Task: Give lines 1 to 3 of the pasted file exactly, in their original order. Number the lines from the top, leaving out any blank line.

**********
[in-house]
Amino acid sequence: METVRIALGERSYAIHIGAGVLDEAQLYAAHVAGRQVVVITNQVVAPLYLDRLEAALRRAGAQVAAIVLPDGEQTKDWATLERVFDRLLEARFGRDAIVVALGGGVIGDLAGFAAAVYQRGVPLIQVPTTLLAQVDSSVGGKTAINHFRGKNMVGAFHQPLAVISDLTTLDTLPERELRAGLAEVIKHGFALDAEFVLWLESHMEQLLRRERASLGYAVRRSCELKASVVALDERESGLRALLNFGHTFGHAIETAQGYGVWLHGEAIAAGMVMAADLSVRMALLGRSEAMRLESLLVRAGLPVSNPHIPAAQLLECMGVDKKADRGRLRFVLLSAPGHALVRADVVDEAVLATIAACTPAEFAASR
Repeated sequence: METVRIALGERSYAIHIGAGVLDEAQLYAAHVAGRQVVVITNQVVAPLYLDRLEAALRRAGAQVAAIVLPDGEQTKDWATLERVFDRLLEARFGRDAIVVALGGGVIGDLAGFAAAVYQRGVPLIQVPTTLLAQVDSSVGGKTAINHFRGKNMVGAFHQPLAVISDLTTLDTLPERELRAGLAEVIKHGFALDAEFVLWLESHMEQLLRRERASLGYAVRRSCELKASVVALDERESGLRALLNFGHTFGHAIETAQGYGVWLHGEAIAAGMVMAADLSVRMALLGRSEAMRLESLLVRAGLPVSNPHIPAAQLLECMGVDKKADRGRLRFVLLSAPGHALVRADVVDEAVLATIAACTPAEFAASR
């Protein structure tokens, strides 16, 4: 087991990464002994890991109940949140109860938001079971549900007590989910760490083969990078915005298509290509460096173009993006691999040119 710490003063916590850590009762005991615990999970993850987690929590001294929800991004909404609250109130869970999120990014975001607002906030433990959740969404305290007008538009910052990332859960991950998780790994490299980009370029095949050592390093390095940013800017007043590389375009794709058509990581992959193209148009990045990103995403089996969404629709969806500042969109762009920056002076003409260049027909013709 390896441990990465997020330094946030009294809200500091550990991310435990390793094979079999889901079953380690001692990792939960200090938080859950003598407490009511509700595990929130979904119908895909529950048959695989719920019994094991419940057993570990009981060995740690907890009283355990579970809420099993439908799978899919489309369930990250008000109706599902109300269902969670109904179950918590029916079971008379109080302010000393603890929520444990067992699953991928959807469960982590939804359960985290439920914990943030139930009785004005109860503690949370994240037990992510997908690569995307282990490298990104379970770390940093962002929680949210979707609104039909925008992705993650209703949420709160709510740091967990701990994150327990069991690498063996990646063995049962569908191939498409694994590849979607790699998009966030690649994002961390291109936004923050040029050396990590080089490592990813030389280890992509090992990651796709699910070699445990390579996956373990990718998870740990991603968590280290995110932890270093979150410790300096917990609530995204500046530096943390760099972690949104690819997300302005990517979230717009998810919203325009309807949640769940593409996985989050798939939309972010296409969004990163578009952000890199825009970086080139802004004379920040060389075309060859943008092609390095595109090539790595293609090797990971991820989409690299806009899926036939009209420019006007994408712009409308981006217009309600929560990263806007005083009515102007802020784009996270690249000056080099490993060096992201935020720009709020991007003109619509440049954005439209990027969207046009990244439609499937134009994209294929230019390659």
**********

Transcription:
[in-house]
Amino acid sequence: METVRIALGERSYAIHIGAGVLDEAQLYAAHVAGRQVVVITNQVVAPLYLDRLEAALRRAGAQVAAIVLPDGEQTKDWATLERVFDRLLEARFGRDAIVVALGGGVIGDLAGFAAAVYQRGVPLIQVPTTLLAQVDSSVGGKTAINHFRGKNMVGAFHQPLAVISDLTTLDTLPERELRAGLAEVIKHGFALDAEFVLWLESHMEQLLRRERASLGYAVRRSCELKASVVALDERESGLRALLNFGHTFGHAIETAQGYGVWLHGEAIAAGMVMAADLSVRMALLGRSEAMRLESLLVRAGLPVSNPHIPAAQLLECMGVDKKADRGRLRFVLLSAPGHALVRADVVDEAVLATIAACTPAEFAASR
Repeated sequence: METVRIALGERSYAIHIGAGVLDEAQLYAAHVAGRQVVVITNQVVAPLYLDRLEAALRRAGAQVAAIVLPDGEQTKDWATLERVFDRLLEARFGRDAIVVALGGGVIGDLAGFAAAVYQRGVPLIQVPTTLLAQVDSSVGGKTAINHFRGKNMVGAFHQPLAVISDLTTLDTLPERELRAGLAEVIKHGFALDAEFVLWLESHMEQLLRRERASLGYAVRRSCELKASVVALDERESGLRALLNFGHTFGHAIETAQGYGVWLHGEAIAAGMVMAADLSVRMALLGRSEAMRLESLLVRAGLPVSNPHIPAAQLLECMGVDKKADRGRLRFVLLSAPGHALVRADVVDEAVLATIAACTPAEFAASR